April 19, 2024

Wade Through Films

The Ultimate Driving Machines

Can solar-electric cars break into the mainstream?

Can solar-electric cars break into the mainstream?

Lightyear zero 2022 front quarter tracking

€250k Lightyear 0 is a proof of concept for integrating solar charging tech into an electric car

Dutch firm Lightyear aims to sell 100,000 affordable solar-electric cars per year

Betting on the weather is generally a risky business, particularly in the variable climes of northern Europe. 

But there seems to be plenty of confidence in the potential of Dutch solar-powered EV maker Lightyear, which in early September announced it had raised another 81 million Euros in investment as it gears up to begin production of its first vehicle, the Lightyear 0.

The appeal of solar charging on vehicles, in theory at least, is obvious. By using energy from the sun, there is less need for drivers to plan journeys around charging points, as a car can ‘top up’ when parked or on the move. And this, in turn, reduces range anxiety, extending the distances that can be travelled on a single charge.

Specifically, as Tom Selten, Lightyear VP, business development, told Autocar Business: “We can deliver a car that needs 80 percent less charging and has twice the range on the same battery pack compared to a standard EV.”

How effective the tech actually proves in practice will be demonstrated when the first Lightyear 0 models are delivered to customers later this year. 

From what the company has presented thus far, the car is an undeniably interesting prospect, with a teardrop design delivering what’s claimed to be a “record-breaking” drag coefficient of less than 0.19, and heavy use of carbon fibre and aluminium providing a relatively light weight of 1,575kg for a vehicle exceeding five metres in length. 

Performance is not its forte; running off four electric motors tucked into its wheels, it takes a leisurely ten seconds to go from 0-62mph. Instead, the focus is very much on efficiency, thanks to a small 60 kWh battery pack and the headline attraction, those all-important patented double curved solar arrays which occupy five square metres over the bonnet and roof.

According to Lightyear, this all facilitates a potential range of 1,000km (620 miles) between plug-ins, and up to 70km (43 miles) of additional daily range. These figures are based on ownership in southern Spain, though – if you live in, say, the relative gloom of Glasgow rather than glorious Granada, an extra 30km (18 miles) a day would be feasible.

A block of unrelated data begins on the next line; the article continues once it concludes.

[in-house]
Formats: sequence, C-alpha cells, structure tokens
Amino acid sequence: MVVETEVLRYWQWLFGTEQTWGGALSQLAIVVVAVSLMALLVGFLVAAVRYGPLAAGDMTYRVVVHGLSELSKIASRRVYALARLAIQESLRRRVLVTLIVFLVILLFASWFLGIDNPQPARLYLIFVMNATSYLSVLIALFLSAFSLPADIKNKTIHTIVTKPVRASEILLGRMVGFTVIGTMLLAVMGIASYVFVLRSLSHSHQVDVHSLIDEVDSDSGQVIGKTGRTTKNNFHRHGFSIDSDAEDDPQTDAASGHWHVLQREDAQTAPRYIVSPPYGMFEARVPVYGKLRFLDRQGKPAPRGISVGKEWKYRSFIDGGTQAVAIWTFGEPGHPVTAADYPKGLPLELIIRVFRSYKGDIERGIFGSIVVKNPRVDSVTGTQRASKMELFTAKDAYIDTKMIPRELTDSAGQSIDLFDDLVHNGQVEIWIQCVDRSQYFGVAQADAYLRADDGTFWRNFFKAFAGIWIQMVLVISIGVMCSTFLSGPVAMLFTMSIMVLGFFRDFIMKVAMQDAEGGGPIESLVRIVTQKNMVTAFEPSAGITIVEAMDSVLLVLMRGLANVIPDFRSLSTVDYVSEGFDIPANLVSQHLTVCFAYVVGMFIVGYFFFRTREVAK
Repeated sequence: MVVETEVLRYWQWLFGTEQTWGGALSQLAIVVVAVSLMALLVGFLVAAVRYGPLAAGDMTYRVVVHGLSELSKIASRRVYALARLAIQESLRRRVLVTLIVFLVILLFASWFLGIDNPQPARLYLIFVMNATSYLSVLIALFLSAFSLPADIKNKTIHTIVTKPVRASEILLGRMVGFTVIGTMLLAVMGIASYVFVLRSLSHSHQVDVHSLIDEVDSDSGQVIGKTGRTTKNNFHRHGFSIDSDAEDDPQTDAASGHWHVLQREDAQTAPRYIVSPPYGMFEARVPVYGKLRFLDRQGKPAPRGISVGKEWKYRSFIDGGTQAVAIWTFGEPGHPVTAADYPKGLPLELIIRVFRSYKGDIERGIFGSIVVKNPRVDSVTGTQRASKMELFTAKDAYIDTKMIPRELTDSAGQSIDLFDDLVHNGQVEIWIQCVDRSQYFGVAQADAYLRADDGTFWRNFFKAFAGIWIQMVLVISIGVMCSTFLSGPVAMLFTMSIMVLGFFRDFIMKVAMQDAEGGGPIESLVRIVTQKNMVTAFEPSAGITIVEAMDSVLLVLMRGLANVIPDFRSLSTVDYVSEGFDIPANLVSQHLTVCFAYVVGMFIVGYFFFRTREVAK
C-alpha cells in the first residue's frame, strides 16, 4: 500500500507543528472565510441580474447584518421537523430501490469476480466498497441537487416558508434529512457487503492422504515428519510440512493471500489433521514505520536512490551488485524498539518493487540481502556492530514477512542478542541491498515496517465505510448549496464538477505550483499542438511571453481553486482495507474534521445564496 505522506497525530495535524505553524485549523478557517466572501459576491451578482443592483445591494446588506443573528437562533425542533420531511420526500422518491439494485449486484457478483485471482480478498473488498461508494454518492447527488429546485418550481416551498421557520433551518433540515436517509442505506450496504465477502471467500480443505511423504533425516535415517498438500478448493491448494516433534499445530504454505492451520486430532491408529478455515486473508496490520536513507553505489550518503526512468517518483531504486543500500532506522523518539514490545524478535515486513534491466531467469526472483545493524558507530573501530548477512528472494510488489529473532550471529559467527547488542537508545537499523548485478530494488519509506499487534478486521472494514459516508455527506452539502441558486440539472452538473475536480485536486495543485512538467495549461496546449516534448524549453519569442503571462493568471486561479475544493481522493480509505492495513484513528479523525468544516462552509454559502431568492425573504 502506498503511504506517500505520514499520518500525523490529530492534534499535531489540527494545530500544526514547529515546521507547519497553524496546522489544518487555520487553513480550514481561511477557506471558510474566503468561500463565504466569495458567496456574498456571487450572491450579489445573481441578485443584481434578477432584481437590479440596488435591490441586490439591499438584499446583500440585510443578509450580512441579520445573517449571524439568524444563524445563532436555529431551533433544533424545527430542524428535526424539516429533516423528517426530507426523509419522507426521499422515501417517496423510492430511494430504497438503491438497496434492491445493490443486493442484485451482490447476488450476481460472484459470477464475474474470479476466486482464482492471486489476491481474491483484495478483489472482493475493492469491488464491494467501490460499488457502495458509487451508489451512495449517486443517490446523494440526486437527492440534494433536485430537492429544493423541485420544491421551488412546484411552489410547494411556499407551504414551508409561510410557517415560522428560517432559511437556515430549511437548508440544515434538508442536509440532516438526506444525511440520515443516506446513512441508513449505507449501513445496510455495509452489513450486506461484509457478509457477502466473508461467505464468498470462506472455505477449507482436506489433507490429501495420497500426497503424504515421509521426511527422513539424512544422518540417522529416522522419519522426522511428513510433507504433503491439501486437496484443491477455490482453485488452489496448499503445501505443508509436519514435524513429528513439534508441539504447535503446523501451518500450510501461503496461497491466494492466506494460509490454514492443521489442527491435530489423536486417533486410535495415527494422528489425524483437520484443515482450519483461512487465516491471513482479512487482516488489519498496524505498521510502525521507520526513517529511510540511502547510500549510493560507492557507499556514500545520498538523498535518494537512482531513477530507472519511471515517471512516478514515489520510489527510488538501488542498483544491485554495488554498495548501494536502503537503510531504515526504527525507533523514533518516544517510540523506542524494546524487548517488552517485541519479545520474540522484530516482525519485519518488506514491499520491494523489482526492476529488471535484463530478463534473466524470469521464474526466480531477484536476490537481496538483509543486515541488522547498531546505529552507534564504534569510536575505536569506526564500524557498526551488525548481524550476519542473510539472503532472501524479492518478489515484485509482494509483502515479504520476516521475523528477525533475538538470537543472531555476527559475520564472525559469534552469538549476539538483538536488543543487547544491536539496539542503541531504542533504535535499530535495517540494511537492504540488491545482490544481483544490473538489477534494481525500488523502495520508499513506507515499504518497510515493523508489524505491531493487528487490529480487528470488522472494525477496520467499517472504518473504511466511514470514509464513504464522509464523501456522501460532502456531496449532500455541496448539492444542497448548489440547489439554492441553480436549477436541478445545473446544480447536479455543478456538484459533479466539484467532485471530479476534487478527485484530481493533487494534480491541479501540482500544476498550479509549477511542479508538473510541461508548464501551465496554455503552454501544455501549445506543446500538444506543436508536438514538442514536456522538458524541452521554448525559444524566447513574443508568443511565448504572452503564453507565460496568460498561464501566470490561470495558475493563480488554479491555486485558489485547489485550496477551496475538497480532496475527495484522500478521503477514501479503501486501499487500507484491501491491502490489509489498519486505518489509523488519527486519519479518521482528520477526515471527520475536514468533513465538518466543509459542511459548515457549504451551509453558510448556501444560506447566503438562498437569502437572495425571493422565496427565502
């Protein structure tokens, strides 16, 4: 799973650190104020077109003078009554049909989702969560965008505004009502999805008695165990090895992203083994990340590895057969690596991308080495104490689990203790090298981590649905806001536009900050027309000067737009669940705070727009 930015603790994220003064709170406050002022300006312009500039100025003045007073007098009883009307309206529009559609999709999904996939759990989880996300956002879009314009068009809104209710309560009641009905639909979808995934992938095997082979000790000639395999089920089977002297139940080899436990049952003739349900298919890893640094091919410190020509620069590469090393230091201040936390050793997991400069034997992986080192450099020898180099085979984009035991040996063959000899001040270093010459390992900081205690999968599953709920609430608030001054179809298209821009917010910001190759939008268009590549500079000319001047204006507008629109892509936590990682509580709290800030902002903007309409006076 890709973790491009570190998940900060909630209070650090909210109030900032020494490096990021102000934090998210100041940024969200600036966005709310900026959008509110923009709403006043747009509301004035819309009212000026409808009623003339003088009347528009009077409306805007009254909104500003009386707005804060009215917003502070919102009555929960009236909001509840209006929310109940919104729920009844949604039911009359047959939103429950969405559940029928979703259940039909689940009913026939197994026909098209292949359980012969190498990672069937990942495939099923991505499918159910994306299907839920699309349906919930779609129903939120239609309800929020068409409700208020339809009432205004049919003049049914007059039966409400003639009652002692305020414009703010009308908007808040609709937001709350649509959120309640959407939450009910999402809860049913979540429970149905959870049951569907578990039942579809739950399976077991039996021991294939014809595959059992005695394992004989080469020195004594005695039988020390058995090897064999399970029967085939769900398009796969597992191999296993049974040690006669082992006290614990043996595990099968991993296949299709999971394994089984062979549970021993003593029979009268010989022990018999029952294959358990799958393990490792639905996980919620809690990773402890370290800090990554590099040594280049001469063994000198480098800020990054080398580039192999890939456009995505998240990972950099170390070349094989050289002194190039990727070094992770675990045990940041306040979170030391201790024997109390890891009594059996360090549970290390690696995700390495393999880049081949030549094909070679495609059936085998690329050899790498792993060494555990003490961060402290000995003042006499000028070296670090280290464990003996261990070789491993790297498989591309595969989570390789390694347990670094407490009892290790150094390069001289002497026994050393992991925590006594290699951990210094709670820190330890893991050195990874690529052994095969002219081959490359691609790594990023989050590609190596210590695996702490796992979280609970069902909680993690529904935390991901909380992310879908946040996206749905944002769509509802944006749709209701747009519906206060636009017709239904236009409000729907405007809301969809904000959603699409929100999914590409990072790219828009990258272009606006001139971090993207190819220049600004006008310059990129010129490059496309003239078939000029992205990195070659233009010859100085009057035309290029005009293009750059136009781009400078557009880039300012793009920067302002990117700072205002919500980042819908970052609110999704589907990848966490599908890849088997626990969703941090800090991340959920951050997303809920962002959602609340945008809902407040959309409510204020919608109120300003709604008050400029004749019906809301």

With a starting price of 250,000 Euros (£216,983), the Lightyear 0 – available via the company’s website, with orders from Britain accepted – will be limited in number, with 946 being made, and essentially act as a toe in the water for the nascent tech. It’s what comes next, in 2025, that the firm hopes will be a game changer.

Selten explained: “After demonstrating the technology with Lightyear 0, we will begin production of Lightyear 2, our more accessible mass-market model, which, in addition to our current markets [the EU, Switzerland and Norway], will be sold in the UK with an adjusted steering wheel, the US, and eventually Asia. 

“Our ambition is to ramp the volumes upwards of 100,000 a year. Lightyear 2 will be built with families in mind, and with an accessible price point, starting at €30,000 (£25,940), and cost of ownership to rival a mid-sized fossil fuel-based car. It will truly bring clean mobility to the masses.”

100,000 is not an insignificant number; sufficient in ambition to prompt even a solar sceptic to pause for thought. Certainly, with a string of alarmist headlines over the past few months highlighting delays to solar projects caused by increased costs and shortages of raw materials, it’s easy to doubt the viability of the tech. But Lightyear remains bullish. 

Selten continued: “Like all companies reliant on external supply chains, Lightyear is not impervious to fluctuations in inflation and rising costs of raw materials. However, we have been able to account for these expected hurdles in our procurement process. We are still set to go into production this fall.”

That confidence is boosted by partnerships with seasoned industry names including Koenigsegg, Bridgestone and Valmet Automotive, which will manufacture the Lightyear 0 at the same base in Uusikaupunki, Finland, that has seen Porsches, Mercedes and Saabs roll off the production line over the past 50 years. 

Selten hopes their involvement will add credibility and stimulate growth: “With international companies such as these partnering with us on bringing our technology to customers, there is a high chance that we will receive more interest from international investors.” To date, much of Lightyear’s investment has come from its native Netherlands.

What the company won’t commit to, though, at least at this stage, is supplying its expertise and proprietary tech to other manufacturers should the idea of solar power take off in the way it anticipates. “Currently we have no plans,” stressed Selten.

Only time will tell if solar-powered electric hybrids will play a starring role or a bit-part in the EV revolution, but even a hardened cynic would concede that Lightyear’s rationale has merit.

Selten concluded: “What we currently see is that in many places in the world, there is no dedicated charging infrastructure for electric cars in order to make electric mobility for everyone a reality. Additionally, battery costs for electric cars are still very high, with often one third or half of the purchase cost of a car consisting of the car’s battery. We believe that by focusing on efficiency and making the battery pack smaller, we can keep the cost of mass-produced cars low and serve markets with less developed charging infrastructures. 

“With the current developments in solar mobility, we are positive that solar-powered electric vehicles will become the norm in the future.”

Graham Hope